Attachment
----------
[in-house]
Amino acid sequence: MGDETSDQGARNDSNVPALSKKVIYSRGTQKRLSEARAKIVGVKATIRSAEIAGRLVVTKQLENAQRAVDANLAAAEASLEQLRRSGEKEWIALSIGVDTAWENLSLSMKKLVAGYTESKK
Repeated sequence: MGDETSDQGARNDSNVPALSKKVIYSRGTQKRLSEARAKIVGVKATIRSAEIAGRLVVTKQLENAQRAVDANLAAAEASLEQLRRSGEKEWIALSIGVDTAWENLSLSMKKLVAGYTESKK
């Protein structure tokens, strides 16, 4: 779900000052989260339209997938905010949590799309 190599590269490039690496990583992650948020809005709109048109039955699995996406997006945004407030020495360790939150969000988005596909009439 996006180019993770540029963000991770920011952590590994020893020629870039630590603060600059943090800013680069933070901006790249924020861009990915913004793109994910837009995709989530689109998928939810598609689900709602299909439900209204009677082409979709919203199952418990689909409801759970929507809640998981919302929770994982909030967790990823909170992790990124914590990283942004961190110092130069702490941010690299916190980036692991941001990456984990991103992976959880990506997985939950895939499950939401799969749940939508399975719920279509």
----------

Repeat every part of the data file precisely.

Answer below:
[in-house]
Amino acid sequence: MGDETSDQGARNDSNVPALSKKVIYSRGTQKRLSEARAKIVGVKATIRSAEIAGRLVVTKQLENAQRAVDANLAAAEASLEQLRRSGEKEWIALSIGVDTAWENLSLSMKKLVAGYTESKK
Repeated sequence: MGDETSDQGARNDSNVPALSKKVIYSRGTQKRLSEARAKIVGVKATIRSAEIAGRLVVTKQLENAQRAVDANLAAAEASLEQLRRSGEKEWIALSIGVDTAWENLSLSMKKLVAGYTESKK
């Protein structure tokens, strides 16, 4: 779900000052989260339209997938905010949590799309 190599590269490039690496990583992650948020809005709109048109039955699995996406997006945004407030020495360790939150969000988005596909009439 996006180019993770540029963000991770920011952590590994020893020629870039630590603060600059943090800013680069933070901006790249924020861009990915913004793109994910837009995709989530689109998928939810598609689900709602299909439900209204009677082409979709919203199952418990689909409801759970929507809640998981919302929770994982909030967790990823909170992790990124914590990283942004961190110092130069702490941010690299916190980036692991941001990456984990991103992976959880990506997985939950895939499950939401799969749940939508399975719920279509």